DENR to water firms: Pay P2-B fine, help clean up Manila Bay
MANILA,Philippines — The Department of Environment and Natural Resources (DENR) on Wednesday urged the two water distributors in Metro Manila to comply with the Philippine Clean Water Act instead of fighting a Supreme Court order fining them almost P2 billion for violating the environmental law.
Hailing the high court’s decision handed down on Tuesday, Environment Undersecretary Benny Antiporda asked both Maynilad Water Services Inc. and Manila Water Co. Inc. to expedite their compliance with the law, particularly with the requirement for them to connect homes and business establishments to the sewerage system.
“Rather than spending their money on legal remedies, they should just comply with the order that can help us in the ongoing rehabilitation of our waterways and of Manila Bay,” Antiporda told reporters.
‘Jointly and severally liable’
“They need to double their efforts to show that they are sincere in helping us in saving the environment,” he added.
Voting 14-0, the Supreme Court held the two companies liable for a total amount of P921,464,184 each, covering the period from May 7, 2009, to Aug. 6, the date of promulgation.
The companies were held “jointly and severally liable” with regulator Metropolitan Waterworks and Sewerage System (MWSS), meaning any of the parties can be held liable to pay the fine.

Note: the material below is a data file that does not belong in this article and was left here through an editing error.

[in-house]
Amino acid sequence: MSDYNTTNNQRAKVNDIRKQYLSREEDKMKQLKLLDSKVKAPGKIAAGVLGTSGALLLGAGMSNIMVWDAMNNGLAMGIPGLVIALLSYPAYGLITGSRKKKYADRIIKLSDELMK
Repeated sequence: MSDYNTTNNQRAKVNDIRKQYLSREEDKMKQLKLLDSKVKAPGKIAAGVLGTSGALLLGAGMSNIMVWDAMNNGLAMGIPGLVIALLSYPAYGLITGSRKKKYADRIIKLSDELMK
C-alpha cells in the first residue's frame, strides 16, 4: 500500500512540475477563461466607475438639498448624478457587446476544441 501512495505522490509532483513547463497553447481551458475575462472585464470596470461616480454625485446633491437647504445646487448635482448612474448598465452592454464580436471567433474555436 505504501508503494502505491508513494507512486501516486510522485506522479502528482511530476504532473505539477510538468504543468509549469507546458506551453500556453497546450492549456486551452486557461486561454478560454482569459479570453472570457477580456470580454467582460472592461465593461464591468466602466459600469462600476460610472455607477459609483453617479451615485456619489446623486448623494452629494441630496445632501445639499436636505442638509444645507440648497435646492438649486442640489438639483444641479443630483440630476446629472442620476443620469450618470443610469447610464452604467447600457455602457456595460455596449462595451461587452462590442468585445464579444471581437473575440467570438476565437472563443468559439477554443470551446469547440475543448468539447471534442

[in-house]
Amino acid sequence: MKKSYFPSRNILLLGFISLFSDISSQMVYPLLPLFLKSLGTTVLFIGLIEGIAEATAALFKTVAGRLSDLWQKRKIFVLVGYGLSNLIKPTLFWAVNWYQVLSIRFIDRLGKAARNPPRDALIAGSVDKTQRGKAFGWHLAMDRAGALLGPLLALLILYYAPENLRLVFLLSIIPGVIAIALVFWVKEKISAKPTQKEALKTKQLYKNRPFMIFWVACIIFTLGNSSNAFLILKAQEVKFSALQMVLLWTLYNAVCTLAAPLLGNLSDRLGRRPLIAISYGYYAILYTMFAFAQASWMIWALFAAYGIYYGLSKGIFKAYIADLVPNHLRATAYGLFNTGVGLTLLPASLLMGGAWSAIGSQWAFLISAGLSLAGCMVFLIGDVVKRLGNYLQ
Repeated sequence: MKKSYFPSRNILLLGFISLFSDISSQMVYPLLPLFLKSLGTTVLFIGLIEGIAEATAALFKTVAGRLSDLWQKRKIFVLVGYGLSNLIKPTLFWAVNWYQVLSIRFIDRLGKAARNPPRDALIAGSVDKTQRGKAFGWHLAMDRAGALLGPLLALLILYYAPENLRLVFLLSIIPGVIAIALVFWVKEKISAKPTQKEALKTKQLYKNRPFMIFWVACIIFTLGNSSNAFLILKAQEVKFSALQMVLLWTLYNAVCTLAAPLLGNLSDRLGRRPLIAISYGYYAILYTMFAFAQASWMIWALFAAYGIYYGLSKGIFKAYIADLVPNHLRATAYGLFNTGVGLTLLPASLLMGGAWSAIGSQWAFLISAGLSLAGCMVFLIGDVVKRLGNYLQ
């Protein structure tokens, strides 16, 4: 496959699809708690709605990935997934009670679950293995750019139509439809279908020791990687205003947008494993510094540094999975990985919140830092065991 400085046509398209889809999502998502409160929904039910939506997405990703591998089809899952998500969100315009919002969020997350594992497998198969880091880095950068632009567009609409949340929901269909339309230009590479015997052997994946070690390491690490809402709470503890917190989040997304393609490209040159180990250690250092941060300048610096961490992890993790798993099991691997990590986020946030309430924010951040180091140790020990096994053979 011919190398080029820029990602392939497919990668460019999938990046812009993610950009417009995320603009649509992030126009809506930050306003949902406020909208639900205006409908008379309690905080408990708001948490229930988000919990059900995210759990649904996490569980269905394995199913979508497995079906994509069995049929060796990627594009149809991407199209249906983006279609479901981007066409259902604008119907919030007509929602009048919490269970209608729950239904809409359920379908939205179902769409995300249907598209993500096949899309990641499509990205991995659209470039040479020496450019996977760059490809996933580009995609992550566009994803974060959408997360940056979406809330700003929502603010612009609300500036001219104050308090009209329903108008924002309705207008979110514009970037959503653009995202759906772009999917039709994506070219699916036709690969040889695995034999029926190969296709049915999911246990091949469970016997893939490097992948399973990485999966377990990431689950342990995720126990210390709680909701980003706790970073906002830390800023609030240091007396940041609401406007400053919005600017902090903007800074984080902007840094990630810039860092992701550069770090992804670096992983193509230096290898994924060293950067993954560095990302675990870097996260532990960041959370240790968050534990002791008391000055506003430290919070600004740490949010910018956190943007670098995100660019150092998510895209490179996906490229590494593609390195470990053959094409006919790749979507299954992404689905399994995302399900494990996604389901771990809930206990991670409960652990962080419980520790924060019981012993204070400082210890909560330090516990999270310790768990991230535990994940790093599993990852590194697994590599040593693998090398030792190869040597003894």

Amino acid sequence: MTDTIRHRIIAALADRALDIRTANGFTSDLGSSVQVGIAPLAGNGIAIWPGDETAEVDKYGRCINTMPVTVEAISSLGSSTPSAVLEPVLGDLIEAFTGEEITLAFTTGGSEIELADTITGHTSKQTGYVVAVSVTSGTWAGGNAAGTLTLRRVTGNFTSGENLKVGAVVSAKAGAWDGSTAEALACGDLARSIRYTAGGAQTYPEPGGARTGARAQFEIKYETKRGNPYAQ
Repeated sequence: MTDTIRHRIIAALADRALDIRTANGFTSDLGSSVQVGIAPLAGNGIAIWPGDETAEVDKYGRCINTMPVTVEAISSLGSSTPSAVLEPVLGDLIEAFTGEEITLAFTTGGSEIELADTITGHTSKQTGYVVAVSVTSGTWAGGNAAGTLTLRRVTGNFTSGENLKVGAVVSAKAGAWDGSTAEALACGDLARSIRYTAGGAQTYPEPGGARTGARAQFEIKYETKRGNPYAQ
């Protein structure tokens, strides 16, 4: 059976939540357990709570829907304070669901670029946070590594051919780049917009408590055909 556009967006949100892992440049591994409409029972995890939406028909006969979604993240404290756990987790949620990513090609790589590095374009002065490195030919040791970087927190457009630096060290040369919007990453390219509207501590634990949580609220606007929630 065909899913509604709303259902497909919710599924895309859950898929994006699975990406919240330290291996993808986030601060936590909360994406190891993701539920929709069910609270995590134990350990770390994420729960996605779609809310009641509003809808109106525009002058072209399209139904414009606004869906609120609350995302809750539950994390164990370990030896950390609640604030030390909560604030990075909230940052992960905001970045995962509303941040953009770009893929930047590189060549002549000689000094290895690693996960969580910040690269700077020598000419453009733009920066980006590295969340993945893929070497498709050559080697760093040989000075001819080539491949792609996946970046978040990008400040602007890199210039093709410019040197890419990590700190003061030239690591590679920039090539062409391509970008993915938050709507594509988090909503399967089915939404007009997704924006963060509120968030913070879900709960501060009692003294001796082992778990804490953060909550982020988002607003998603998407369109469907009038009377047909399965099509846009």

“They shall pay the fine within 15 days from receipt of the decision,” Supreme Court spokesperson Brian Keith Hosaka said in a statement on Tuesday.
Beyond the date of promulgation, if the MWSS and the two water distributors are still not compliant with Section 8 of the Clean Water Act—which requires them to connect the sewage lines in subdivisions, homes, complexes, commercial buildings and other establishments to the available sewerage system—they will be fined P322,102 daily until they fully comply with the law.
The daily fine is subject to a 10-percent increase every two years, Hosaka said.
The case stemmed from a DENR decision in 2009 to fine the MWSS, Maynilad and Manila Water P29.4 million for violating Section 8 of the Clean Water Act. In 2011, the Court of Appeals affirmed the decisions of the environment department.
“Sad to say, [up to] this very moment, these water companies remain noncompliant,” Antiporda said. “Our cleanup [in Manila Bay] will be in vain if they do not double their efforts.”
Manila Bay cleanup
The MWSS is among the 13 government agencies ordered by the Supreme Court in 2008 to clean up Manila Bay.
Over a decade later, however, Manila Bay and the waterways that discharge into it remain heavily polluted, with untreated wastewater dumped directly into the bay.
Earlier this year, the MWSS admitted that only 15 percent of water consumers in Metro Manila are connected to sewer networks. It said it was aiming for full sewer and sanitation coverage by 2037.
It is hoped that the hefty penalties would be a wake-up call to other big businesses that continue to pollute and violate environmental laws, Antiporda said.
“Big establishments can afford to secure themselves with sewerage treatment plants, but they have chosen to ignore it, making the Clean Water Act their last priority,” he said. —With a report from Tina G. Santos
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